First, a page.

Indeed! The Bibles are props for sure. I believe we knew that ahead of this issue with Giglio—this has further reinforced those thoughts. I will look forward to reading what you write.

  • Adam


    I don’t think that’s what I was getting at. I would think that, if a government entity’s position is broad non-discrimination, then it needs to be equally accepting of people who are pro-gay marriage and anti-gay marriage. Or maybe “equally accepting” isn’t the proper term. On First Amendment grounds, the rule would be the avoidance of “viewpoint discrimination.”

    My question wasn’t really one on what the government’s philosophy would be, though. I was asking how Catholics can defend the inevitable charge of hypocrisy on the issue of viewpoint discrimination.

  • Jay

    I find it curious that you see the Louie Giglio case as abridging “a right to express one’s opinions without fear of reprisal.” I do not know where you find such a right in the Constitution or even in common sense. It is certainly not a right that is extended to liberals by conservatives and certainly not by the Roman Catholic hierarchy to those who disagree with their policies.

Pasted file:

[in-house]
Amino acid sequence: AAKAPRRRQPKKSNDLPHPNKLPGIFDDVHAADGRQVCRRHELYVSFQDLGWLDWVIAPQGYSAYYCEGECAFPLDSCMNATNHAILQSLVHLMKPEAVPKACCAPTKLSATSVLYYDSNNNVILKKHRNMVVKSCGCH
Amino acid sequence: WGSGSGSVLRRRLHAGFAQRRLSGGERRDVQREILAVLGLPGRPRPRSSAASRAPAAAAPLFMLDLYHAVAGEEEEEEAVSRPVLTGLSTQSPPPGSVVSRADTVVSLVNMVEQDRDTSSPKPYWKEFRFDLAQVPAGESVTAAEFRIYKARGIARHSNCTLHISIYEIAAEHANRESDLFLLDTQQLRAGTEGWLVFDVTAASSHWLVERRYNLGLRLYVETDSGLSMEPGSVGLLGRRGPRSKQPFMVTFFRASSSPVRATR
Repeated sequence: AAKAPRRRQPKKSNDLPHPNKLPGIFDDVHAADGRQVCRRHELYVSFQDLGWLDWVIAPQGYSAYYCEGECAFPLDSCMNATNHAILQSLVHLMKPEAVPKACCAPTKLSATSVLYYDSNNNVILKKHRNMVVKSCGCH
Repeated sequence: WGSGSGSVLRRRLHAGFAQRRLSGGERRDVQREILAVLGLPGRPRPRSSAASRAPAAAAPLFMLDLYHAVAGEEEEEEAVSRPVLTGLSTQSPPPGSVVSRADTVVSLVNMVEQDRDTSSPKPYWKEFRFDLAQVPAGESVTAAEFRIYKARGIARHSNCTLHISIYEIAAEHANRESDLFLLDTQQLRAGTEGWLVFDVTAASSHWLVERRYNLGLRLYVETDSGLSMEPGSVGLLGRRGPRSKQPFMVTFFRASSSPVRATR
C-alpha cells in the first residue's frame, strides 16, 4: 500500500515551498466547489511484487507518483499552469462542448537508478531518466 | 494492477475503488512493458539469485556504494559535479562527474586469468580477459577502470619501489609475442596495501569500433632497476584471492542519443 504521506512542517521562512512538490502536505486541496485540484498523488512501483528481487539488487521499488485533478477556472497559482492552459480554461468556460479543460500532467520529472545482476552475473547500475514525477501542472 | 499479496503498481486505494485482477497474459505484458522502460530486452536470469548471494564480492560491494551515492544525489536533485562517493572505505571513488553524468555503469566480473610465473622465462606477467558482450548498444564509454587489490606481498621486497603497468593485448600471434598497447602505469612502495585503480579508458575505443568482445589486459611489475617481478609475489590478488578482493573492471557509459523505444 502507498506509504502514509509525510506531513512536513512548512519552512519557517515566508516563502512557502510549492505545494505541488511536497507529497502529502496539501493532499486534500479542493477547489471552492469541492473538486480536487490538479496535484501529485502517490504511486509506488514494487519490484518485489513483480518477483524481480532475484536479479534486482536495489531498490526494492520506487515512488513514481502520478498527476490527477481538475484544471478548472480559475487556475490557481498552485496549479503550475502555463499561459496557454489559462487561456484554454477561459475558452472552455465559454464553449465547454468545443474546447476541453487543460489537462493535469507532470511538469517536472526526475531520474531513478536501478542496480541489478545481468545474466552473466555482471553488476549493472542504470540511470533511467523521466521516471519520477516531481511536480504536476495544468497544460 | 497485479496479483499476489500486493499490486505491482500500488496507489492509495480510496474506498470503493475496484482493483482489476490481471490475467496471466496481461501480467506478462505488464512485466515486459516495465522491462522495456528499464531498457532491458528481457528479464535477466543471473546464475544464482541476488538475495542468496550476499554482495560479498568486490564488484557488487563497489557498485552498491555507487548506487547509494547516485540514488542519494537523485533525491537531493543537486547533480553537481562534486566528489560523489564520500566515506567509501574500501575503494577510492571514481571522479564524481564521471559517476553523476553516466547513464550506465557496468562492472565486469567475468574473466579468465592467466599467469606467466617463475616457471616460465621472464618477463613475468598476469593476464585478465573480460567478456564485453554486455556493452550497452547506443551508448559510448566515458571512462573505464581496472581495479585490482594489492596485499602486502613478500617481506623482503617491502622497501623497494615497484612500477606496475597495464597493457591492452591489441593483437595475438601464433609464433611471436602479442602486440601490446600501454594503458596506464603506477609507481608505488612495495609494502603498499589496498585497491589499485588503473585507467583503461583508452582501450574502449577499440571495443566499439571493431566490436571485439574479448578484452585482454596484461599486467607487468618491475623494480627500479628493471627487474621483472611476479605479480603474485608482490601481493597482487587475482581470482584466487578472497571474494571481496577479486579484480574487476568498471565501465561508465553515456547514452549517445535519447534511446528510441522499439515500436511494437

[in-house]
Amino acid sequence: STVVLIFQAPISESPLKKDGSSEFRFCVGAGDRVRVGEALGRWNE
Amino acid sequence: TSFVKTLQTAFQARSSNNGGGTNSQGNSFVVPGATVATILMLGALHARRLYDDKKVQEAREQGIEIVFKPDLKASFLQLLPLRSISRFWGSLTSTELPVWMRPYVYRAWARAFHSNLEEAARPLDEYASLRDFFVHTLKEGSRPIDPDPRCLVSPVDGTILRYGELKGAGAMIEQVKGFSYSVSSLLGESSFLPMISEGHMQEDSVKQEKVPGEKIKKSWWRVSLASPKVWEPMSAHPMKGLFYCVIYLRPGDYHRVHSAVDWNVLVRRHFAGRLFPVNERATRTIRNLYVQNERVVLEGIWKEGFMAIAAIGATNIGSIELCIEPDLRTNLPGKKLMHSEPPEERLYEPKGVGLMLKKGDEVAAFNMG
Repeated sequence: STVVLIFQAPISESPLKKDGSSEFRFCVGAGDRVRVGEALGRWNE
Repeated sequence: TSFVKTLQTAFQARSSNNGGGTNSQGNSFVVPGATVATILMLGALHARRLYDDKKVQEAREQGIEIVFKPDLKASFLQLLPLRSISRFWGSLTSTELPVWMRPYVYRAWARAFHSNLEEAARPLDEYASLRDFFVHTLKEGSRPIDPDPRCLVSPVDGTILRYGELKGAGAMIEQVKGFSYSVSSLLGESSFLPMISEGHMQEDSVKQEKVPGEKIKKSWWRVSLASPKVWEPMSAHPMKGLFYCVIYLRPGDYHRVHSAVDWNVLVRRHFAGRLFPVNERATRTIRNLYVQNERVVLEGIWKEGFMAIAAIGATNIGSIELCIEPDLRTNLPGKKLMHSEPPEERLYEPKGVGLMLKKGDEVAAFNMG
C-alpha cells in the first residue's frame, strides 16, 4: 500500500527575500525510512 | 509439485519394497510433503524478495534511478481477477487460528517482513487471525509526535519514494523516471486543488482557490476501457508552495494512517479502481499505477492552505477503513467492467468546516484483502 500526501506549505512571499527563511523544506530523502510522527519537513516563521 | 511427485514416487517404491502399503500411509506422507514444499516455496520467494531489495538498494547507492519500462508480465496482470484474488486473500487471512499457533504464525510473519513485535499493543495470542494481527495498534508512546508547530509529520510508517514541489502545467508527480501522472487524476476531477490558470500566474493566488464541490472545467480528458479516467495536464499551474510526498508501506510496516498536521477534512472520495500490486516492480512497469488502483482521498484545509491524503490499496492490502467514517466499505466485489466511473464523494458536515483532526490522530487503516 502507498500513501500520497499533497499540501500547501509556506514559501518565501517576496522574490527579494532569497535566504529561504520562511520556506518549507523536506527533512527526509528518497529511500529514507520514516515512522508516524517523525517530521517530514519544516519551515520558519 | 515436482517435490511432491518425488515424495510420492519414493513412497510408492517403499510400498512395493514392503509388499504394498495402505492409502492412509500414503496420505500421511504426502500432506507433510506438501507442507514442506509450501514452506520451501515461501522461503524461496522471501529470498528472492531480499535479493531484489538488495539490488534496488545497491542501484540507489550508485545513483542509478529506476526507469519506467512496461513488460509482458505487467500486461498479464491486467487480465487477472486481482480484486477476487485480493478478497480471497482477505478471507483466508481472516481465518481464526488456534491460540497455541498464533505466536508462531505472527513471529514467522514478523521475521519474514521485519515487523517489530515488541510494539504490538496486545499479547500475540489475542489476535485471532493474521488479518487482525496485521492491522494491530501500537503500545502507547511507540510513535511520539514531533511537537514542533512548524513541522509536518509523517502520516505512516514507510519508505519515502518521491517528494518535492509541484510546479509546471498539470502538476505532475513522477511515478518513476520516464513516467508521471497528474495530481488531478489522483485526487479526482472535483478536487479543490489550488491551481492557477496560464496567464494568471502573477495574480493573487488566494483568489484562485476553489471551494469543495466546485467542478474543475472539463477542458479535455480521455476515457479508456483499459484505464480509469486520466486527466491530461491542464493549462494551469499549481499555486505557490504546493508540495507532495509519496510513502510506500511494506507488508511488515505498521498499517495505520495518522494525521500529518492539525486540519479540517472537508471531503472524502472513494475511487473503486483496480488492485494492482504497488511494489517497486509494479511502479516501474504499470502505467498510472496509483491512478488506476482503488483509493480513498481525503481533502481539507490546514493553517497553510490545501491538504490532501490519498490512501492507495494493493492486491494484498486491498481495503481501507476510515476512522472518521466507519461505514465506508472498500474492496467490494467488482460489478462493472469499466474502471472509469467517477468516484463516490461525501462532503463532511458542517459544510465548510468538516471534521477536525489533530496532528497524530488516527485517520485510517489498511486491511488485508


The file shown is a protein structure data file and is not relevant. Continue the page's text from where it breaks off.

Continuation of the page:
You seem to think that free speech means consequence-free speech. Am I not allowed to say that I find Louie Giglio’s sermon offensive and that I think he is not an appropriate speaker at the President’s Inauguration? Pastor Giglio is not punished for his sermon or his beliefs. He is merely not going to speak at an event that many of the people who are now angry at the withdrawal of the invitation had previously criticized him for accepting.

    One is free in this country to say whatever one wants. However, that applies to everyone. Pastor Giglio is free to say that homosexuals are “malfunctions” who are going to hell. He is free to invoke the Levitical passage that says that homosexuals should be executed. He is free to endorse reparative therapy for homosexuals. No one is stopping him from saying those things (though he claims that he has not said them recently).

    However, I and others are free to say that those things amount to spiritual terrorism and that they are bigoted things to say.

    On the other hand, we have read about teachers–and even janitors–in Catholic schools being fired for saying they disagreed with the Catholic position on same-sex marriage. We have read about Catholic choir masters who have been fired for marrying their same-sex partner. Etc.

    The complaint in your article is simply another attempt to present conservatives as victims. The irony, of course, is that what you are really complaining about is that the people you have victimized in all sorts of ways are not exercising their own free speech.

    [You should try waiting a bit for moderation before leaving multiple comments.